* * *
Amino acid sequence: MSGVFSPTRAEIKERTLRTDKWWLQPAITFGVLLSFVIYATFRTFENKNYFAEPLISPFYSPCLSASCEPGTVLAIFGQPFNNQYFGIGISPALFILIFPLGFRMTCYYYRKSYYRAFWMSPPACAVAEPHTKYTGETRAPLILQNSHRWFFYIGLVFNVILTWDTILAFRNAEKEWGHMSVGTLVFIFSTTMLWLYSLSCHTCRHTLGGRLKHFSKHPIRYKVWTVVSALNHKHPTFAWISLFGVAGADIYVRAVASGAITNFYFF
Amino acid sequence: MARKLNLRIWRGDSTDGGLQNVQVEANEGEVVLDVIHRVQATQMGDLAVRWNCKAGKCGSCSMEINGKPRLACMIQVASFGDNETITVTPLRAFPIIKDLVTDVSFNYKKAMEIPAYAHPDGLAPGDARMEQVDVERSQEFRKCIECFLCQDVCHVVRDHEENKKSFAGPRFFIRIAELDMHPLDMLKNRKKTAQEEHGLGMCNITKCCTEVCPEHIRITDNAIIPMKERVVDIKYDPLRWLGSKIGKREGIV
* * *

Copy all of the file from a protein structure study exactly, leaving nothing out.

Amino acid sequence: MSGVFSPTRAEIKERTLRTDKWWLQPAITFGVLLSFVIYATFRTFENKNYFAEPLISPFYSPCLSASCEPGTVLAIFGQPFNNQYFGIGISPALFILIFPLGFRMTCYYYRKSYYRAFWMSPPACAVAEPHTKYTGETRAPLILQNSHRWFFYIGLVFNVILTWDTILAFRNAEKEWGHMSVGTLVFIFSTTMLWLYSLSCHTCRHTLGGRLKHFSKHPIRYKVWTVVSALNHKHPTFAWISLFGVAGADIYVRAVASGAITNFYFF
Amino acid sequence: MARKLNLRIWRGDSTDGGLQNVQVEANEGEVVLDVIHRVQATQMGDLAVRWNCKAGKCGSCSMEINGKPRLACMIQVASFGDNETITVTPLRAFPIIKDLVTDVSFNYKKAMEIPAYAHPDGLAPGDARMEQVDVERSQEFRKCIECFLCQDVCHVVRDHEENKKSFAGPRFFIRIAELDMHPLDMLKNRKKTAQEEHGLGMCNITKCCTEVCPEHIRITDNAIIPMKERVVDIKYDPLRWLGSKIGKREGIV